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Performing Arts

Plenty of solid hits light up nine innings

     Colonial Players’ One-Act Play Festival has been a biyearly summer event since 1999. This year’s installment, THIS AND THAT, presents nine plays across two slates, THIS and THAT, running on alternating dates. The Festival is an occasion for novice directors, production staff and actors to produce known and unknown works under the tutelage of seasoned mentors.

Two past winners illustrate the magic of make-believe

     Make a play! Bay Weekly challenged two aspiring young playwrights to show us how the Twin Beach Players Kids Playwriting Festival lights the fire of creativity.     Holmes and Watson Make the Best Summer Ever is the result.

Talent Machine’s young actors are rehearsing for life

     Talent Machine is a gifted crew of kids and volunteers who make magic for audiences of every age. This year, the seven- to 14-year-old troupe is working on Peter Pan; the kids have learned lines, choreography and music to captivate audiences. From this experience, they’ll take away more than memories and new friends.     As actors, they have learned to manage their time, to carry on when things didn’t go according to plan and to work with different people. Most of all, they have gained confidence in themselves.

Magical flight beyond Neverland

     Peter Pan is an ageless adventure in a magical realm of opportunity and imagination. It’s impossible to stay earthbound when Peter Pan (Sam Ellis), Wendy (Lucy O’Brien), Michael (Tad Clifton) and John (Connor McCarty) lift off from the stage to fly to Neverland.

A show of fun and fashion delights kids and the adults who bring them

Infinity Theatre — which has gained a solid reputation for bringing New York talent to the Annapolis stage — gives young audiences as well as adults a taste of professional theater.     Infinity’s production of The Emperor’s New Clothes is a delight; you know it’s a winner when the parents and grandparents cheer and clap as enthusiastically as the kids they’ve accompanied.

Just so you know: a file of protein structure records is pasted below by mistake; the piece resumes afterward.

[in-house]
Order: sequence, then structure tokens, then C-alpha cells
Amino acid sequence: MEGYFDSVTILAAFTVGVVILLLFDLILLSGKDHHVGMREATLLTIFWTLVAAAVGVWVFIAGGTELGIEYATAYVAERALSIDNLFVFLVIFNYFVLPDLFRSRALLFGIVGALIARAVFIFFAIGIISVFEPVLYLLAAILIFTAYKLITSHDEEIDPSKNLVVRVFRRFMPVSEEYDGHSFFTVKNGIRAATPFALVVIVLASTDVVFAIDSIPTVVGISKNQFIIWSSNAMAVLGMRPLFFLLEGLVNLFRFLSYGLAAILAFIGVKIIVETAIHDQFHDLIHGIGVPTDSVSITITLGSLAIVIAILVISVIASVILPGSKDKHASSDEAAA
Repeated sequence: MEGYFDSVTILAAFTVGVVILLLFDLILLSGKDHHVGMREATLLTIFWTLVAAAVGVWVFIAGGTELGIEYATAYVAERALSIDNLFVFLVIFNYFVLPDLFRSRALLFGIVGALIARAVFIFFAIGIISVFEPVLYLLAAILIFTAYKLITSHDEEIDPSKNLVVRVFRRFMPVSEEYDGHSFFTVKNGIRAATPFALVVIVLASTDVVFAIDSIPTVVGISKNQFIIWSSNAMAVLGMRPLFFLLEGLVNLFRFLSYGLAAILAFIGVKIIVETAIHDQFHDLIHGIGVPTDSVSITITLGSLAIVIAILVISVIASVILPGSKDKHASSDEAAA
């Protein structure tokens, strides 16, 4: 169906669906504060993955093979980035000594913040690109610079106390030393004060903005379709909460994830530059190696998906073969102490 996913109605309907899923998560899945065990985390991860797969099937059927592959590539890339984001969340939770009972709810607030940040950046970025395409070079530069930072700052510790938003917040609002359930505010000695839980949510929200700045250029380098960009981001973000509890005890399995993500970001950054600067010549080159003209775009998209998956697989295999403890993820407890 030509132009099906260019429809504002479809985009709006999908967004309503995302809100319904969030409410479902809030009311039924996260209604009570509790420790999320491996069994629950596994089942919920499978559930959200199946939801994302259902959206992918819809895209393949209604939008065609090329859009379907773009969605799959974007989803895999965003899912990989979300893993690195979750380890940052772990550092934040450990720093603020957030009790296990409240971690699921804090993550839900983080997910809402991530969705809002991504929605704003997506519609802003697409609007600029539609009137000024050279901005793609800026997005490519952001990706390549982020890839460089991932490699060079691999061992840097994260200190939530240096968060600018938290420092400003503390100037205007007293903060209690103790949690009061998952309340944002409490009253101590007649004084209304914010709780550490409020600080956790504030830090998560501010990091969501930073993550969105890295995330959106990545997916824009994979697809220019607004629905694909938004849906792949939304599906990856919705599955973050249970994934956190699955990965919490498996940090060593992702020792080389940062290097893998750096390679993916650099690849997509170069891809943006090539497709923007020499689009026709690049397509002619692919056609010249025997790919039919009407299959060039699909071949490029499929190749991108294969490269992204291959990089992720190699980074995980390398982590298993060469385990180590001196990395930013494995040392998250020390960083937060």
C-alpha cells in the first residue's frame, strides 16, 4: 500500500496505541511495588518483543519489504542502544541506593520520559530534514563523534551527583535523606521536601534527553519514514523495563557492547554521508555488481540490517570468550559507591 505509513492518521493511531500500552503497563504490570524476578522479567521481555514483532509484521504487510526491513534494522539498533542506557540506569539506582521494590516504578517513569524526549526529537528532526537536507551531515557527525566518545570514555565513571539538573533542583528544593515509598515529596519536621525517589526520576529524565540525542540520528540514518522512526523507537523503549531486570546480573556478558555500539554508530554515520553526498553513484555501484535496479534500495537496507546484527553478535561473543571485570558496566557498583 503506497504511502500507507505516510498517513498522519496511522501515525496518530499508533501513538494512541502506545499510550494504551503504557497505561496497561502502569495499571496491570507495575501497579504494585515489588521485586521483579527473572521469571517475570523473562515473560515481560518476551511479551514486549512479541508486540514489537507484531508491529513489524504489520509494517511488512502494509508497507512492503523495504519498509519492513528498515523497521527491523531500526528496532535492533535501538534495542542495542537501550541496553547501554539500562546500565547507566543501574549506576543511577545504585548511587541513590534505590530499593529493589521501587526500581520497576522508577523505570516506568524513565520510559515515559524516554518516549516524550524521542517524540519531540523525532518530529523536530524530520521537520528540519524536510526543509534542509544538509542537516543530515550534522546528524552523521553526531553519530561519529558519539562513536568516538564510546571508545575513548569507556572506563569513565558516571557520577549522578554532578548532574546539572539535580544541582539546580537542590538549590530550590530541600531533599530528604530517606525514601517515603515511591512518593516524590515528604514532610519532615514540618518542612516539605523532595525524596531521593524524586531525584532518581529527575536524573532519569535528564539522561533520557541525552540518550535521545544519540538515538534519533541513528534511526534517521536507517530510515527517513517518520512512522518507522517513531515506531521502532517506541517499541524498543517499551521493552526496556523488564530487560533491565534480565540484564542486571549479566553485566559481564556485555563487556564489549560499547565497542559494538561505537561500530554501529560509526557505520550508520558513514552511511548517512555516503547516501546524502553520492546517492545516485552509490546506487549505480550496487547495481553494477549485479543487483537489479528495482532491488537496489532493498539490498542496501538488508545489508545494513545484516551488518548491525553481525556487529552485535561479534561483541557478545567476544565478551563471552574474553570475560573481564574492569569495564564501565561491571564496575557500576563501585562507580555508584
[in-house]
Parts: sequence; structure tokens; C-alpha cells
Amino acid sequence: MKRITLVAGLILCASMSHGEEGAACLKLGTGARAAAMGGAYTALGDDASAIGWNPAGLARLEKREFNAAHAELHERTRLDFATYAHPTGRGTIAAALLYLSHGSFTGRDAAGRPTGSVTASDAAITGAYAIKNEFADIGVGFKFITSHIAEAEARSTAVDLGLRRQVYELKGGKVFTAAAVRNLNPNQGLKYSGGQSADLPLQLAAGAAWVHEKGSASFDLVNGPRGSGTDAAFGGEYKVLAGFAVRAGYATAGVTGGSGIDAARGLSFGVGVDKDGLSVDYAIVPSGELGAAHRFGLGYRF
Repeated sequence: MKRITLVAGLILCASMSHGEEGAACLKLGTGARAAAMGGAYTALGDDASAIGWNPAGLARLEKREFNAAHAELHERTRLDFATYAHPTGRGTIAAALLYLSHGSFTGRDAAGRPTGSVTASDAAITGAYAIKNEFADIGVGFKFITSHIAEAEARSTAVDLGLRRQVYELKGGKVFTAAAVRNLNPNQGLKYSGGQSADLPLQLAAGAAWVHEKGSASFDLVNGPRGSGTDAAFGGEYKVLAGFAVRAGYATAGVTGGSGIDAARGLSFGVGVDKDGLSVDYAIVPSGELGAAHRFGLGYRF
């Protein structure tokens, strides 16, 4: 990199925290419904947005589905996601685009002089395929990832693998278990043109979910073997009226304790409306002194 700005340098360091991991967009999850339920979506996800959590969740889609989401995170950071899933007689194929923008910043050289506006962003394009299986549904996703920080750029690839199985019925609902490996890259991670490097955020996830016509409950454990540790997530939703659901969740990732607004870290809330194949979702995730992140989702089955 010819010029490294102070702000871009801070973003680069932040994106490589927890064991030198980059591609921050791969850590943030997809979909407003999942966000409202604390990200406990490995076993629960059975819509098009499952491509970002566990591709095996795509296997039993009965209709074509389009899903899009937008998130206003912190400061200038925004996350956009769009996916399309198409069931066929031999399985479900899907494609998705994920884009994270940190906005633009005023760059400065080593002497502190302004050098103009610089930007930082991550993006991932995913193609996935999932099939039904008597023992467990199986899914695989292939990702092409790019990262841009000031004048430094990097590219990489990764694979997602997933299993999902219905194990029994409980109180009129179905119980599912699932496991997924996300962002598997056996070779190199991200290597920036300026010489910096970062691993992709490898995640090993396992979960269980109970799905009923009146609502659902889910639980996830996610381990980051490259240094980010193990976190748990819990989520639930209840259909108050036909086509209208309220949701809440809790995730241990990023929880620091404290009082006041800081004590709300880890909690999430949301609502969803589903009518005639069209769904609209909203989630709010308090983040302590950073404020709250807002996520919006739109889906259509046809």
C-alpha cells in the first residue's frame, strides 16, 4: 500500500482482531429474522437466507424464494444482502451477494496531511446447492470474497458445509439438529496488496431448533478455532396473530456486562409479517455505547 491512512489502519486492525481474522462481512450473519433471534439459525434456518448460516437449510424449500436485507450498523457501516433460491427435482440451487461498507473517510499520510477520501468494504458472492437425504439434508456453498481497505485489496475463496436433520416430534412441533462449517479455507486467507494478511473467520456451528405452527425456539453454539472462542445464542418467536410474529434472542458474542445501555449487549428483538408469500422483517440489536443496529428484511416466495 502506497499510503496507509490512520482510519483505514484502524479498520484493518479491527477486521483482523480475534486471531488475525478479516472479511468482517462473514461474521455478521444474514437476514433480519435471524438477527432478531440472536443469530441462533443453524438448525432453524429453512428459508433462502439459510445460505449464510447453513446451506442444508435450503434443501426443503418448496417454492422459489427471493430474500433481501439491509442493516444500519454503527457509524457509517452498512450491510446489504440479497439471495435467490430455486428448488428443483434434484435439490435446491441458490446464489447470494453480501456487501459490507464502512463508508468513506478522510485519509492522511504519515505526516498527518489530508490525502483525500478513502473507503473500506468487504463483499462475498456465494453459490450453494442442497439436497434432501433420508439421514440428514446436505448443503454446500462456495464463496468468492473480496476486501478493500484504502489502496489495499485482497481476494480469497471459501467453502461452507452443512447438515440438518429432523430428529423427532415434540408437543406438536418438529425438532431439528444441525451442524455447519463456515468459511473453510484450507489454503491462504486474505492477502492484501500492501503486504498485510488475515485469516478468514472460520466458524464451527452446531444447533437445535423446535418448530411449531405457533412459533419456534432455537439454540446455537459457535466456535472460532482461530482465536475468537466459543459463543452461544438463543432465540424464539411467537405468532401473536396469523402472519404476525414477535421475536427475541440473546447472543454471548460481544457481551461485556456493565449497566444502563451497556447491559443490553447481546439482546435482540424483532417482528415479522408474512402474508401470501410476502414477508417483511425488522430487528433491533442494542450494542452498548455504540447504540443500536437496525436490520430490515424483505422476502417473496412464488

Teen players give you hope in youth and humanity

An all-teen cast draws a fine line between the real and unreal in Twin Beach Players’ Harvey. We’ve known Elwood P. Dowd since 1944, when Mary Chase’s Pulitzer Prize-winning play opened on Broadway, but most notably in James Stewart’s 1950 movie incarnation.     In all those years, nobody has ever seen Dowd’s best friend and constant companion, a six-foot-three-inch tall white rabbit named Harvey.
It would be a shame for one seat to go empty during this run.
Debuting to 10 Tony Awards 50 years ago, Hello, Dolly! is a rarity among musicals: song and dance blend seamlessly with story, its buoyant innocence saving it from contrivance. Based on Thornton Wilder’s play The Matchmaker, it’s a perfect vehicle for 2nd Star Productions, long recognized for outstanding musicals. The combination of strength in show and talent makes this the best amateur musical production I have seen in 13 years of reviewing.   

Gather under the stars for satins and sequins, top hats and tails and vocal harmonies with that Merry Melodies brand of manic sweetness

It seems only yesterday we were urged to come and meet those dancing feet … on 42nd Street. But the 2001 revival of the 1980 Broadway hit (both multiple Tony Award winners) debuted as a 1933 Warner Brothers film starring Ruby Keeler and Ginger Rogers. Now Annapolis Summer Garden Theatre brings back this buoyant musical extravaganza, after a 20-year hiatus, in a show billed as a “bold celebration of the transcendent joys of Broadway.”

Farewell, Dignity Players

Less is more.         For nine years, Dignity Players proved it. The focus of this unique volunteer theater company was not on complex sets, colorful costumes, tricky lighting and sound effects. It couldn’t be, because for Dignity those things didn’t exist. All that existed was the small, bare stage at the Unitarian Universalist Church of Annapolis.

In acting, production and design, local theaters claim the gold

It’s official. Anne Arundel County has some of the region’s best amateur theatrical troupes, as was proven again this year at the 14th Annual Washington Area Theatre Community Honors — WATCH — Awards. With 500 thespians and designers from 33 theaters gathered at the Birchmere in Alexandria for their version of the Oscars, Colonial Players and 2nd Star Productions took home a quarter of the awards. If you saw 2nd Star’s Camelot or Colonial’s Shipwrecked, Trying or 177 — four of the night’s most nominated shows — you know why.